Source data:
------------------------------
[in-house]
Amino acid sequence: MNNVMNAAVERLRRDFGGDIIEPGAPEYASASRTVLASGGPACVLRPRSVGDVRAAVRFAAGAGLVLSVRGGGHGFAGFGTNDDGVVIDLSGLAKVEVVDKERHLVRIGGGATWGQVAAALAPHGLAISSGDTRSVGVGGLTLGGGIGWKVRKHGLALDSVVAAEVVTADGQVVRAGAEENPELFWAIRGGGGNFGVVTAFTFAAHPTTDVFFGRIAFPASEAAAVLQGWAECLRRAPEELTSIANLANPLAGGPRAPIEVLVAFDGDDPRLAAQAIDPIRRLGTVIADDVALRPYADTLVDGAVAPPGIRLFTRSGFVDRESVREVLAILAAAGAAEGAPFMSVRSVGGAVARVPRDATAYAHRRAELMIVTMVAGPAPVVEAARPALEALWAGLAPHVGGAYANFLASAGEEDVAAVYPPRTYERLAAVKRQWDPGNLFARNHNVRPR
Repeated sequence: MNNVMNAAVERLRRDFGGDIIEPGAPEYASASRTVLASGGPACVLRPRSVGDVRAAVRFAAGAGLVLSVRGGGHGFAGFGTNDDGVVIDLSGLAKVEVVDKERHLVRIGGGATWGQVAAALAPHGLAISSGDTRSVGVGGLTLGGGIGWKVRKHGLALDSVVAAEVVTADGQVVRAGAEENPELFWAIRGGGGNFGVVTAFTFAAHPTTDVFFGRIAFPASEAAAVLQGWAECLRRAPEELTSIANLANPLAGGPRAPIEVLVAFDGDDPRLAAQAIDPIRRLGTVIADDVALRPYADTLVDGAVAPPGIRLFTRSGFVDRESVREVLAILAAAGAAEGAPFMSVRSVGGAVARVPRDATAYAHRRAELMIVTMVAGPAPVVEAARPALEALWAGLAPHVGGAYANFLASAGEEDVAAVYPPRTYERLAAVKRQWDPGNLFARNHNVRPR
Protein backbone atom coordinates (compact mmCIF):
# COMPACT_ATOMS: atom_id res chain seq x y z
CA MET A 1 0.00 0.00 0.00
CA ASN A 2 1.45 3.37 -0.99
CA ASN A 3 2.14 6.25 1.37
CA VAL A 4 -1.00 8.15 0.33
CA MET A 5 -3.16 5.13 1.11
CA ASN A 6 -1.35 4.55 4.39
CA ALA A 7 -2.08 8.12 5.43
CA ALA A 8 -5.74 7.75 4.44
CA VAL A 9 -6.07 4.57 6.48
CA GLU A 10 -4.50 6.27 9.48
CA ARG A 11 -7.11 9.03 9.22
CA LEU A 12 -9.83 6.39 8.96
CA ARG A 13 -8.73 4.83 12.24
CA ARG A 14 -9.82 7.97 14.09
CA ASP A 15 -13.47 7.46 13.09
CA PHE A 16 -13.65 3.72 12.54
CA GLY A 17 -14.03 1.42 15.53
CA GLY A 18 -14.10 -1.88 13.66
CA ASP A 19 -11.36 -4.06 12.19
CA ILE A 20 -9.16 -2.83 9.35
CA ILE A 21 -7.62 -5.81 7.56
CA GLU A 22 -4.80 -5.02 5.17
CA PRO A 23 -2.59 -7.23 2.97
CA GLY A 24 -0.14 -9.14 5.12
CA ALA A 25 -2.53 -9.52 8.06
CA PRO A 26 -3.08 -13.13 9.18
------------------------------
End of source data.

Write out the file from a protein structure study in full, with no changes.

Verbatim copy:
[in-house]
Amino acid sequence: MNNVMNAAVERLRRDFGGDIIEPGAPEYASASRTVLASGGPACVLRPRSVGDVRAAVRFAAGAGLVLSVRGGGHGFAGFGTNDDGVVIDLSGLAKVEVVDKERHLVRIGGGATWGQVAAALAPHGLAISSGDTRSVGVGGLTLGGGIGWKVRKHGLALDSVVAAEVVTADGQVVRAGAEENPELFWAIRGGGGNFGVVTAFTFAAHPTTDVFFGRIAFPASEAAAVLQGWAECLRRAPEELTSIANLANPLAGGPRAPIEVLVAFDGDDPRLAAQAIDPIRRLGTVIADDVALRPYADTLVDGAVAPPGIRLFTRSGFVDRESVREVLAILAAAGAAEGAPFMSVRSVGGAVARVPRDATAYAHRRAELMIVTMVAGPAPVVEAARPALEALWAGLAPHVGGAYANFLASAGEEDVAAVYPPRTYERLAAVKRQWDPGNLFARNHNVRPR
Repeated sequence: MNNVMNAAVERLRRDFGGDIIEPGAPEYASASRTVLASGGPACVLRPRSVGDVRAAVRFAAGAGLVLSVRGGGHGFAGFGTNDDGVVIDLSGLAKVEVVDKERHLVRIGGGATWGQVAAALAPHGLAISSGDTRSVGVGGLTLGGGIGWKVRKHGLALDSVVAAEVVTADGQVVRAGAEENPELFWAIRGGGGNFGVVTAFTFAAHPTTDVFFGRIAFPASEAAAVLQGWAECLRRAPEELTSIANLANPLAGGPRAPIEVLVAFDGDDPRLAAQAIDPIRRLGTVIADDVALRPYADTLVDGAVAPPGIRLFTRSGFVDRESVREVLAILAAAGAAEGAPFMSVRSVGGAVARVPRDATAYAHRRAELMIVTMVAGPAPVVEAARPALEALWAGLAPHVGGAYANFLASAGEEDVAAVYPPRTYERLAAVKRQWDPGNLFARNHNVRPR
Protein backbone atom coordinates (compact mmCIF):
# COMPACT_ATOMS: atom_id res chain seq x y z
CA MET A 1 0.00 0.00 0.00
CA ASN A 2 1.45 3.37 -0.99
CA ASN A 3 2.14 6.25 1.37
CA VAL A 4 -1.00 8.15 0.33
CA MET A 5 -3.16 5.13 1.11
CA ASN A 6 -1.35 4.55 4.39
CA ALA A 7 -2.08 8.12 5.43
CA ALA A 8 -5.74 7.75 4.44
CA VAL A 9 -6.07 4.57 6.48
CA GLU A 10 -4.50 6.27 9.48
CA ARG A 11 -7.11 9.03 9.22
CA LEU A 12 -9.83 6.39 8.96
CA ARG A 13 -8.73 4.83 12.24
CA ARG A 14 -9.82 7.97 14.09
CA ASP A 15 -13.47 7.46 13.09
CA PHE A 16 -13.65 3.72 12.54
CA GLY A 17 -14.03 1.42 15.53
CA GLY A 18 -14.10 -1.88 13.66
CA ASP A 19 -11.36 -4.06 12.19
CA ILE A 20 -9.16 -2.83 9.35
CA ILE A 21 -7.62 -5.81 7.56
CA GLU A 22 -4.80 -5.02 5.17
CA PRO A 23 -2.59 -7.23 2.97
CA GLY A 24 -0.14 -9.14 5.12
CA ALA A 25 -2.53 -9.52 8.06
CA PRO A 26 -3.08 -13.13 9.18